Over the years, I have become progressively more persuaded that using adjuvant bisphosphonate therapy can help reduce the risk of cancer recurrence and improve long-term outcomes. Harold J. Burstein, MD, FASCO, PhDTweet this quote

Dr. Burstein is Professor of Medicine, Harvard Medical School, and medical oncologist at Dana-Farber Cancer Institute in Boston. The symposium was sponsored by Northwestern Medicine/Robert H. Lurie Comprehensive Cancer Center of Northwestern University, Chicago.

Two Fundamental Modalities

The two fundamental approaches to estrogen receptorpositive, early-stage breast cancer remain endocrine therapy and chemotherapy. Studies have looked at targeted treatment with cyclin-dependent kinases 4 and 6 inhibitors, but these agents have not yet been approved in the early-stage setting, and criteria for their use are undefined.

Reducing the Risk of Recurrence

Ovarian Suppression

Duration of Treatment

Optimizing Endocrine Therapy

Recapping, Dr. Burstein listed the following recommendations for optimizing endocrine treatment:

Bisphosphonates

Who Needs Chemotherapy?

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Factors That Can Influence Survival Rate

There are a number of lifestyle factors that can influence outcomes for women with HER2 positive breast cancer. To give themselves the best chance at achieving a favorable outcome, it is recommended that patients:

  • Maintain a healthy weight
  • Eat a healthy and balanced diet
  • Remain physically active, if possible
  • Avoid tobacco use

Moffitt Cancer Center is a leader in cancer research and treatment. We provide our patients with individualized treatment plans and a full range of supportive care services to ensure all their needs are met as they undergo treatment. As a result, we are able to achieve the best possible outcomes and quality of life for our patients.

Those who have questions about the survival rate for HER2 positive breast cancer are encouraged to consult with a physician at Moffitt. To request an appointment with or without a referral, call or submit a new patient registration form online.

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What Types Of Breast Cancer Have The Highest Recurrence Rates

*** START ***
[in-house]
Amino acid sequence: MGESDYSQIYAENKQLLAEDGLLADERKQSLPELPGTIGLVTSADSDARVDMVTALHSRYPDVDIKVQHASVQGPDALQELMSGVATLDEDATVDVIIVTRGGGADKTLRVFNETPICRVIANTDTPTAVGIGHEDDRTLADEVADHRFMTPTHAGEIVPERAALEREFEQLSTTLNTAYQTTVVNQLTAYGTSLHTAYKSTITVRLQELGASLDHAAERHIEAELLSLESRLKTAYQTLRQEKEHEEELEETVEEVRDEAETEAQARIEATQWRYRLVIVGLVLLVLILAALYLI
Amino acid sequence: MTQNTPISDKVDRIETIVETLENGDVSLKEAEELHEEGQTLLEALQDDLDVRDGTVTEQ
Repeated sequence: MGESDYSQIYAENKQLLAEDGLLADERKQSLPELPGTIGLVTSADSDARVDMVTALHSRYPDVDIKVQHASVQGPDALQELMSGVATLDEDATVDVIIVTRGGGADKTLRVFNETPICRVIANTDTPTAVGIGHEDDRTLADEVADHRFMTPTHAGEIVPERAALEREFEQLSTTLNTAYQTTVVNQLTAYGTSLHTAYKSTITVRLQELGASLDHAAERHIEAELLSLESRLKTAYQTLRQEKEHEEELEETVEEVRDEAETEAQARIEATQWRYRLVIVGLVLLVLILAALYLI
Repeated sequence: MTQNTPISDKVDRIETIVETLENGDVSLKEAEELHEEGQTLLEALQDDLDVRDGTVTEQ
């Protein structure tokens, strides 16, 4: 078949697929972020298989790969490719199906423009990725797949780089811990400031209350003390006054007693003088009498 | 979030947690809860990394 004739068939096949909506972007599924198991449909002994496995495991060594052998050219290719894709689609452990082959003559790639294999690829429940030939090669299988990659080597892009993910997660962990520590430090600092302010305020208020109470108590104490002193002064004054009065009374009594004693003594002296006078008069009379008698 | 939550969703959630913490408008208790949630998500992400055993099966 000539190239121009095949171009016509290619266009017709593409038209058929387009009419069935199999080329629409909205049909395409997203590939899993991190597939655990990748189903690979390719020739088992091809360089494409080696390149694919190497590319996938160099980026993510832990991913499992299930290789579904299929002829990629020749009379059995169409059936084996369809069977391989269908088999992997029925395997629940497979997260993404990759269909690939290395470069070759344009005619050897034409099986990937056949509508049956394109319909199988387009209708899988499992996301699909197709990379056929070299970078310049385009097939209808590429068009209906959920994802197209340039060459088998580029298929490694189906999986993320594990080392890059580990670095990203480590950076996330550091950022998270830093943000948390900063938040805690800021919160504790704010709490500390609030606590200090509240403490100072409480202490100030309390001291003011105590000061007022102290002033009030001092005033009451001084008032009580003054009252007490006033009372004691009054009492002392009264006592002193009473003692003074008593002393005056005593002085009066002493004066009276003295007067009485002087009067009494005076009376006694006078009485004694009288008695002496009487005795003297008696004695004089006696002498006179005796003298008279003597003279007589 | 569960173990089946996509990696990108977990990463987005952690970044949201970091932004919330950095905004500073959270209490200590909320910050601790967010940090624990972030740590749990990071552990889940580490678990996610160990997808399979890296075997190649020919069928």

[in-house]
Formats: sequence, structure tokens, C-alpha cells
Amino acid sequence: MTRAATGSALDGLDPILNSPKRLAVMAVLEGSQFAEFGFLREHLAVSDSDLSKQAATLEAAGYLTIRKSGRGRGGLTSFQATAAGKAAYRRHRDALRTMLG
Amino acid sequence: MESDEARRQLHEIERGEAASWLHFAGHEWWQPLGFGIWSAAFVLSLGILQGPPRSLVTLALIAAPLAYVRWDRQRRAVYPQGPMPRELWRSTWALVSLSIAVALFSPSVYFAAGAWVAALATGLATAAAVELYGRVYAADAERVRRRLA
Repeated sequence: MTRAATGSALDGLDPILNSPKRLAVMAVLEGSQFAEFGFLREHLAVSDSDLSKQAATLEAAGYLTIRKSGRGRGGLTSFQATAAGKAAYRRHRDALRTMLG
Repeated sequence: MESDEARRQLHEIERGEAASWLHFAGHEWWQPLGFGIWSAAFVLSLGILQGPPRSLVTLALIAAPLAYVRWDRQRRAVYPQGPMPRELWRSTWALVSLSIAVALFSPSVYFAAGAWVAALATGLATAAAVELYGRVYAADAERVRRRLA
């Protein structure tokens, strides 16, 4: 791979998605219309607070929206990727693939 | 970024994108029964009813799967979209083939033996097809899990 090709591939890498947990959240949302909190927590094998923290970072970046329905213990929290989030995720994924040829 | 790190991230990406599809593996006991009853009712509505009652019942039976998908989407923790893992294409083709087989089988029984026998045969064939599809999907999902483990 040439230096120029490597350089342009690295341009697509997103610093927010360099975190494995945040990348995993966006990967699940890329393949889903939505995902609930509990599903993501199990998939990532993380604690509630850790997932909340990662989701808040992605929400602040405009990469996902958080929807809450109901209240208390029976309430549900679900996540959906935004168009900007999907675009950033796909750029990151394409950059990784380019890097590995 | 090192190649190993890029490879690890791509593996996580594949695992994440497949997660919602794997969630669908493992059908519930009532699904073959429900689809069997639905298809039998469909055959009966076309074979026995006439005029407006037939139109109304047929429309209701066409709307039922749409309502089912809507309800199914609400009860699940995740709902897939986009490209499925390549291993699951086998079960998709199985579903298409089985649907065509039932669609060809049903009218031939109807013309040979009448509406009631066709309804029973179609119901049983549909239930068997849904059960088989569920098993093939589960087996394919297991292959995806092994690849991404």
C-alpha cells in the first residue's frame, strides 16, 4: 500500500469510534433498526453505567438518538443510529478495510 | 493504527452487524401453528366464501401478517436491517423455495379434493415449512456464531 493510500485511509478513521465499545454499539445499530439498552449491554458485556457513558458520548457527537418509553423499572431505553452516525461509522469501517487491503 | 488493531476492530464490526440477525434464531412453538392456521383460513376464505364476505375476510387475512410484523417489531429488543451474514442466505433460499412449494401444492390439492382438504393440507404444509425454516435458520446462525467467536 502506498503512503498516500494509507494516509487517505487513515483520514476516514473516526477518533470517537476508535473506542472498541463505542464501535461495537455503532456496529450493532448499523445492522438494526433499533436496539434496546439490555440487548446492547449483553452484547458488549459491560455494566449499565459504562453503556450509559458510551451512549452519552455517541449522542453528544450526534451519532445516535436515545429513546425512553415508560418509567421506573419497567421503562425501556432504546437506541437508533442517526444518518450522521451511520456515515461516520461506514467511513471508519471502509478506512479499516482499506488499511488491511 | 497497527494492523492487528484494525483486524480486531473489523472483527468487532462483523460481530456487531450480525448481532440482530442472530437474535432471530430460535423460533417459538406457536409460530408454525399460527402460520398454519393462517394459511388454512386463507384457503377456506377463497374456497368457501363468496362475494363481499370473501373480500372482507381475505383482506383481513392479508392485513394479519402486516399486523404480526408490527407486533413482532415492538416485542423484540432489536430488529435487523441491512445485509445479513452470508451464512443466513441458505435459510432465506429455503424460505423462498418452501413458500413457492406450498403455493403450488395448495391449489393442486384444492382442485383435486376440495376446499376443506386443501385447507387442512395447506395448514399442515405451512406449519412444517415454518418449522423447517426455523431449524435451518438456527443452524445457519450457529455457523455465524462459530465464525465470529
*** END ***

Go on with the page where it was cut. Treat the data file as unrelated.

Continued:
ER Positive Breast Cancer Survivors Risk Lingers for Decades

A study published in the Journal of Clinical Oncology found the risk of recurrence for all breast cancers was highest in the first five years from the initial cancer diagnosis at 10.4%. This was highest between the first and second years after the initial diagnosis. During the first five years after the initial diagnosis, patients with oestrogen receptor positive breast cancer had lower rates of recurrence compared with those with ER negative disease. However, beyond five years, patients with ER positive disease had higher rates of recurrence.

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Recurrences Can Occur Far Beyond The 5

Unlike the common perception that people who have survived for five years are “cured,” we know that some breast cancers, particularly hormone receptor positive breast cancers, can recur many years and even decades later. In fact, estrogen receptor positive early breast cancers are more likely to recur five years to 10 years after diagnosis than in the first five years.

A 2017 study in JAMA looked at over 62,000 cisgender women with estrogen receptor positive breast cancer over a period of 20 years. The women all received endocrine therapy for five years and were free of cancer when they stopped their medication. Over the next 15 years a steady number of these women developed distant recurrences of their cancer.

There are algorithms that can be used to estimate the risk of recurrence of a breast cancer, but none of these take into account all of the nuances of an individual person.